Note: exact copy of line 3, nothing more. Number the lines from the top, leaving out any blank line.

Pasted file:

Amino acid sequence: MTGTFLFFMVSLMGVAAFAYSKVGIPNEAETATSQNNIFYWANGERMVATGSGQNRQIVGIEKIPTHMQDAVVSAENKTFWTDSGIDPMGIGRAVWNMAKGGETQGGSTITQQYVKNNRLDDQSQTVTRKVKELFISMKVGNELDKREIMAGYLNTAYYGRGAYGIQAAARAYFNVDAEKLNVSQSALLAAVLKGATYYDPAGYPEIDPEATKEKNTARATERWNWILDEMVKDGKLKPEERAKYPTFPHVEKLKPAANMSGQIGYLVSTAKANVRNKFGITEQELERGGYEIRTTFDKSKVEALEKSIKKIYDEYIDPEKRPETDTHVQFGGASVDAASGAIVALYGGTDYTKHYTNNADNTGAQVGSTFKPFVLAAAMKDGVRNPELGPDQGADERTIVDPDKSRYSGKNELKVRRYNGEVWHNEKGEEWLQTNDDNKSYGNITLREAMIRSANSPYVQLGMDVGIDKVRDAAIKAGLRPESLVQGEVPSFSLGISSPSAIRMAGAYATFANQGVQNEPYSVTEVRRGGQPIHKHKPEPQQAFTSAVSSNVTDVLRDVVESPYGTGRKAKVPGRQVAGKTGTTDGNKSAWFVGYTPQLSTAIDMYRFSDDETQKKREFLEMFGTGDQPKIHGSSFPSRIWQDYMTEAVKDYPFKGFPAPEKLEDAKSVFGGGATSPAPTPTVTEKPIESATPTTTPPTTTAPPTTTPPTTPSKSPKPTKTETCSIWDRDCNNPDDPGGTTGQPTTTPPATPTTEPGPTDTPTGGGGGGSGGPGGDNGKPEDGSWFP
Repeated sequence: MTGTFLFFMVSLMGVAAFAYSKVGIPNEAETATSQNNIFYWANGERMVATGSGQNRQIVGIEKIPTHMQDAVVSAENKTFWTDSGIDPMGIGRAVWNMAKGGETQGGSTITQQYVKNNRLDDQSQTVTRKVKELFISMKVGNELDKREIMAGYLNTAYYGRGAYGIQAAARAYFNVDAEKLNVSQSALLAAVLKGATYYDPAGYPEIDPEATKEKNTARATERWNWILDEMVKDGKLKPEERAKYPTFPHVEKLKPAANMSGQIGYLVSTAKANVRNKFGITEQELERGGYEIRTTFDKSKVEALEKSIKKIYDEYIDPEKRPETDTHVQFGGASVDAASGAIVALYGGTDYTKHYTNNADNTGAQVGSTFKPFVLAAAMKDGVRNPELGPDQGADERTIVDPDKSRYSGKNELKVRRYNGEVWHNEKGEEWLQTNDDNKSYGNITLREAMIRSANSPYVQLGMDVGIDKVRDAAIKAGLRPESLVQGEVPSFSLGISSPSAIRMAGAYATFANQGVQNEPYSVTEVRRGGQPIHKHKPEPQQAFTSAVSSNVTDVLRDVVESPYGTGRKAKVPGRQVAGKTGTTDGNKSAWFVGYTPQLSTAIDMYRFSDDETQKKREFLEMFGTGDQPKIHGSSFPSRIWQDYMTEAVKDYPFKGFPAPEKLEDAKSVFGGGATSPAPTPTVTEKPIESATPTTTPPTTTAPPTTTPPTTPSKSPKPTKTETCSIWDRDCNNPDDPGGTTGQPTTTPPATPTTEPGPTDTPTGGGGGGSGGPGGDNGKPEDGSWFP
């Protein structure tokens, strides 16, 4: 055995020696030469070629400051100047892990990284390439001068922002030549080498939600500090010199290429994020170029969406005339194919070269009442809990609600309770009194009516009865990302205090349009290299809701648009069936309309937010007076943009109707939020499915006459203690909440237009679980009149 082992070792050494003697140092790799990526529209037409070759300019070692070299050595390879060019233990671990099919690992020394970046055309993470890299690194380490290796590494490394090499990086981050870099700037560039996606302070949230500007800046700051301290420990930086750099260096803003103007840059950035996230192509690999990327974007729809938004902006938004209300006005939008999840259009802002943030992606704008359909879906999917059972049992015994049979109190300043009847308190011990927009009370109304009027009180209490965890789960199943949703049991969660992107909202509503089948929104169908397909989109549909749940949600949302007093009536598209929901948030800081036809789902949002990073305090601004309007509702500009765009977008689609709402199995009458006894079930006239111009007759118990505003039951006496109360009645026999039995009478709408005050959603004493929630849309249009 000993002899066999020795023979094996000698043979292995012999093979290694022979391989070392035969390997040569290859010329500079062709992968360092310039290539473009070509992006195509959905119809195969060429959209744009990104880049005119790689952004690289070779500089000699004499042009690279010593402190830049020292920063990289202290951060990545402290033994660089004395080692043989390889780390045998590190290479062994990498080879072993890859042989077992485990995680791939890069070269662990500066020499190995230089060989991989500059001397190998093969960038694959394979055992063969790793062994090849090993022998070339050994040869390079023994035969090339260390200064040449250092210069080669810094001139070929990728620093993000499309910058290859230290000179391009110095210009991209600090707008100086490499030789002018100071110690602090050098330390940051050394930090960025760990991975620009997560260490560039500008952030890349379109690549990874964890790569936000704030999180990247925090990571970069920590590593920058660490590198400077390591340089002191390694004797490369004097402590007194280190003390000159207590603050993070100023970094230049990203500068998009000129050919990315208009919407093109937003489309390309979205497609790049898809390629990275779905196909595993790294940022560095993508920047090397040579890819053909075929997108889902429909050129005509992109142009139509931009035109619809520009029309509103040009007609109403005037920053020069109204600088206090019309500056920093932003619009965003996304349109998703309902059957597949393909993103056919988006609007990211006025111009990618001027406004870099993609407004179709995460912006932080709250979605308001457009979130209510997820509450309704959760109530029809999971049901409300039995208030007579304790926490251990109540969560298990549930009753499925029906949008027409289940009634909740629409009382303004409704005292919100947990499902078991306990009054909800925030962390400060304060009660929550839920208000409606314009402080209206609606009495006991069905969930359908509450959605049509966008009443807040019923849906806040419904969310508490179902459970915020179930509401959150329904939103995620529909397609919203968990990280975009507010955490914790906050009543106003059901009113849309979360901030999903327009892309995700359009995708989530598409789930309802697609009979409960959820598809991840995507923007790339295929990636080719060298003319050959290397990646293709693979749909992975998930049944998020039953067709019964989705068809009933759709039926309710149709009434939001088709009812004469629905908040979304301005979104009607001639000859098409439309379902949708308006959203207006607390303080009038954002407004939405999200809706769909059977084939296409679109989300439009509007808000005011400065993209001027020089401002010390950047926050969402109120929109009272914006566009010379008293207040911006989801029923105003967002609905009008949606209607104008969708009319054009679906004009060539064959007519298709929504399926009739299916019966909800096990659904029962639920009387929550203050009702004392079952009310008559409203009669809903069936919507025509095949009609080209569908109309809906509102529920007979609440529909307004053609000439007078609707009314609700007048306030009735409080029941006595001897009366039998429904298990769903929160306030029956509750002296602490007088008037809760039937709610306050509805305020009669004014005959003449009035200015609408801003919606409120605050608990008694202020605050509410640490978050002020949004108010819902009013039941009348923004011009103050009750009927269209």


């Protein structure tokens, strides 16, 4: 055995020696030469070629400051100047892990990284390439001068922002030549080498939600500090010199290429994020170029969406005339194919070269009442809990609600309770009194009516009865990302205090349009290299809701648009069936309309937010007076943009109707939020499915006459203690909440237009679980009149 082992070792050494003697140092790799990526529209037409070759300019070692070299050595390879060019233990671990099919690992020394970046055309993470890299690194380490290796590494490394090499990086981050870099700037560039996606302070949230500007800046700051301290420990930086750099260096803003103007840059950035996230192509690999990327974007729809938004902006938004209300006005939008999840259009802002943030992606704008359909879906999917059972049992015994049979109190300043009847308190011990927009009370109304009027009180209490965890789960199943949703049991969660992107909202509503089948929104169908397909989109549909749940949600949302007093009536598209929901948030800081036809789902949002990073305090601004309007509702500009765009977008689609709402199995009458006894079930006239111009007759118990505003039951006496109360009645026999039995009478709408005050959603004493929630849309249009 000993002899066999020795023979094996000698043979292995012999093979290694022979391989070392035969390997040569290859010329500079062709992968360092310039290539473009070509992006195509959905119809195969060429959209744009990104880049005119790689952004690289070779500089000699004499042009690279010593402190830049020292920063990289202290951060990545402290033994660089004395080692043989390889780390045998590190290479062994990498080879072993890859042989077992485990995680791939890069070269662990500066020499190995230089060989991989500059001397190998093969960038694959394979055992063969790793062994090849090993022998070339050994040869390079023994035969090339260390200064040449250092210069080669810094001139070929990728620093993000499309910058290859230290000179391009110095210009991209600090707008100086490499030789002018100071110690602090050098330390940051050394930090960025760990991975620009997560260490560039500008952030890349379109690549990874964890790569936000704030999180990247925090990571970069920590590593920058660490590198400077390591340089002191390694004797490369004097402590007194280190003390000159207590603050993070100023970094230049990203500068998009000129050919990315208009919407093109937003489309390309979205497609790049898809390629990275779905196909595993790294940022560095993508920047090397040579890819053909075929997108889902429909050129005509992109142009139509931009035109619809520009029309509103040009007609109403005037920053020069109204600088206090019309500056920093932003619009965003996304349109998703309902059957597949393909993103056919988006609007990211006025111009990618001027406004870099993609407004179709995460912006932080709250979605308001457009979130209510997820509450309704959760109530029809999971049901409300039995208030007579304790926490251990109540969560298990549930009753499925029906949008027409289940009634909740629409009382303004409704005292919100947990499902078991306990009054909800925030962390400060304060009660929550839920208000409606314009402080209206609606009495006991069905969930359908509450959605049509966008009443807040019923849906806040419904969310508490179902459970915020179930509401959150329904939103995620529909397609919203968990990280975009507010955490914790906050009543106003059901009113849309979360901030999903327009892309995700359009995708989530598409789930309802697609009979409960959820598809991840995507923007790339295929990636080719060298003319050959290397990646293709693979749909992975998930049944998020039953067709019964989705068809009933759709039926309710149709009434939001088709009812004469629905908040979304301005979104009607001639000859098409439309379902949708308006959203207006607390303080009038954002407004939405999200809706769909059977084939296409679109989300439009509007808000005011400065993209001027020089401002010390950047926050969402109120929109009272914006566009010379008293207040911006989801029923105003967002609905009008949606209607104008969708009319054009679906004009060539064959007519298709929504399926009739299916019966909800096990659904029962639920009387929550203050009702004392079952009310008559409203009669809903069936919507025509095949009609080209569908109309809906509102529920007979609440529909307004053609000439007078609707009314609700007048306030009735409080029941006595001897009366039998429904298990769903929160306030029956509750002296602490007088008037809760039937709610306050509805305020009669004014005959003449009035200015609408801003919606409120605050608990008694202020605050509410640490978050002020949004108010819902009013039941009348923004011009103050009750009927269209």